For the past 20 years, Anne Ferran has worked with the residues of Australia and New Zealand’s colonial histories, probing them for gaps and silences. She has been especially drawn to the lives of anonymous women and children, seeking to shed light on their presence, and absence, in museum collections, photographic archives and historic sites. It is characteristic of Ferran’s images that the subject is not what is seen but rather what haunts it, something only partially visible. Intellectually and emotionally engaging, her photographs have explored episodes of incarceration in prisons, asylums, hospitals and infant nurseries.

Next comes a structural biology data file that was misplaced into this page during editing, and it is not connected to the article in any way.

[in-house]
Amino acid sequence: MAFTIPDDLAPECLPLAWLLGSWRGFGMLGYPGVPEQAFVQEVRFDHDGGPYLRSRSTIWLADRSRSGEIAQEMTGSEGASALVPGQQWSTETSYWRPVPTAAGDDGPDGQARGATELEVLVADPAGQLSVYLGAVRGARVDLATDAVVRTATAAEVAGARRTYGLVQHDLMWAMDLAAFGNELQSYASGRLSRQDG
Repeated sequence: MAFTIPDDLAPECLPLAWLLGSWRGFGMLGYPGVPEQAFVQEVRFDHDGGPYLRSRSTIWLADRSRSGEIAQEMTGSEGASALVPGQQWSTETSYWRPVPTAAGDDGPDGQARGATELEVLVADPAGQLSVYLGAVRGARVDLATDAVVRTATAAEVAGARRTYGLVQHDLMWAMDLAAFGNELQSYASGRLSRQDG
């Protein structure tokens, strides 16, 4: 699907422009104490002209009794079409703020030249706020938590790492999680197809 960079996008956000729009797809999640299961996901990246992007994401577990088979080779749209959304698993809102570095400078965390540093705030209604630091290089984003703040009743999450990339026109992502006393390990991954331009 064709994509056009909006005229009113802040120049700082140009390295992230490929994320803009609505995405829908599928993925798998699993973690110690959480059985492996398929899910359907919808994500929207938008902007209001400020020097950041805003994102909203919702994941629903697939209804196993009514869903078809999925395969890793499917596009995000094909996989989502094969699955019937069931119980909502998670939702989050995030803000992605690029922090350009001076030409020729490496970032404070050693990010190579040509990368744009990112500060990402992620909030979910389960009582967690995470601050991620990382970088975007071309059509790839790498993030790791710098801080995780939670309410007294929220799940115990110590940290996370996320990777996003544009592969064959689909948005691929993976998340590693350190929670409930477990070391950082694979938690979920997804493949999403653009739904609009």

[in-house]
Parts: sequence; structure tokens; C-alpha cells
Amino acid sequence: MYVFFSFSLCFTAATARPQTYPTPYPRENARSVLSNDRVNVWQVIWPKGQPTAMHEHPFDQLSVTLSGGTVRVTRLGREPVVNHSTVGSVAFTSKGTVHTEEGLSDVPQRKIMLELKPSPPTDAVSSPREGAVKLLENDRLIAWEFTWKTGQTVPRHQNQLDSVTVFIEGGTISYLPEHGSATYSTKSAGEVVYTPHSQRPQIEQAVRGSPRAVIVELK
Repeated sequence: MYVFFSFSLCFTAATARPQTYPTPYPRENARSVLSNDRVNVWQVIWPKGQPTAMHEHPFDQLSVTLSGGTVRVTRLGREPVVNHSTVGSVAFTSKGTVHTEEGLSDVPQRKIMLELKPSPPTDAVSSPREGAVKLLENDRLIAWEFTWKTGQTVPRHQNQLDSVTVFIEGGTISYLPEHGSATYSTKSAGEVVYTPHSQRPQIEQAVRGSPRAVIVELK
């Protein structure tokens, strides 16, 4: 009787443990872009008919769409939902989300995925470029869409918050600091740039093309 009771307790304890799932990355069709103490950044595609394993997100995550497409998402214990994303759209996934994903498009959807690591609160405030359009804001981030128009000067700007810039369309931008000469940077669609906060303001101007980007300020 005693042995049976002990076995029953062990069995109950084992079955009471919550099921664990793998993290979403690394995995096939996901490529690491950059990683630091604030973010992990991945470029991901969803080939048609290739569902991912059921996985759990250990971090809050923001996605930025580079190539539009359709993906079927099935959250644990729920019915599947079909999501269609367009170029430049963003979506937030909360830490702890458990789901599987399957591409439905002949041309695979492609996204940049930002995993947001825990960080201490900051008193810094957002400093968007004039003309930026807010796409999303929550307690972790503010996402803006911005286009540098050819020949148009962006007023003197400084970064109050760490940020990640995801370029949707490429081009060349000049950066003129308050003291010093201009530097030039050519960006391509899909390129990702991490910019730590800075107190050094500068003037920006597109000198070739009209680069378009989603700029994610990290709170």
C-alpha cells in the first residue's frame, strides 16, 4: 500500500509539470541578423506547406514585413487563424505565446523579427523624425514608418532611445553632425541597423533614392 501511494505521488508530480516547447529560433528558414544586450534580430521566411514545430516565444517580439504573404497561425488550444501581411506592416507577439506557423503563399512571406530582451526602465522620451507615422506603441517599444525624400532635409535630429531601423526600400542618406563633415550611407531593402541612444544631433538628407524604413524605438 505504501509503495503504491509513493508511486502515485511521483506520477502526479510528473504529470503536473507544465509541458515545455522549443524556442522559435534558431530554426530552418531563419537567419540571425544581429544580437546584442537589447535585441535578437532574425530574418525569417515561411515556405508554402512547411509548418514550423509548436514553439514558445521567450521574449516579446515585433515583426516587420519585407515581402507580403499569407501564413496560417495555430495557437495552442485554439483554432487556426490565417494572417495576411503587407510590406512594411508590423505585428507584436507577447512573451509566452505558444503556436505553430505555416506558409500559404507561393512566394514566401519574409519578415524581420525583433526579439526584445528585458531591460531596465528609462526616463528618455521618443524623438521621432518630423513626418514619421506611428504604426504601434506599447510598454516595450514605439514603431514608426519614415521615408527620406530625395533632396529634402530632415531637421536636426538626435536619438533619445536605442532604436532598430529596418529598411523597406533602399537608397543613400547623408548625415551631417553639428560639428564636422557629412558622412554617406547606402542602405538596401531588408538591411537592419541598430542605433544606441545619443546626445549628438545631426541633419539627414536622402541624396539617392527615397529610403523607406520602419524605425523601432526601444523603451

Ferran has exhibited widely both nationally and internationally since the 1980s and is highly regarded as an artist, academic and writer. She has been the recipient of prestigious awards, fellowships and grants, which include winning the Higashikawa International Photographer Award (2009), and the Josephine Ulrick and Win Schubert Photographic Award (2003). In 2014, Lawrence Wilson Art Gallery, WA presented Shadow Land, a major survey show of Ferran’s work, which subsequently toured to the Australian Centre for Photography, NSW. This follows The ground, the air, another large-scale show that marked the culmination of her decade-long work Lost to Worlds, and was presented by the Tasmanian Museum and Art Gallery and Wollongong City Gallery. Her work is held in major public collections, which include the International Museum of Photography, New York, NGA, NGV, Monash University, Tasmanian Museum and Art Gallery, AGSA, and AGNSW.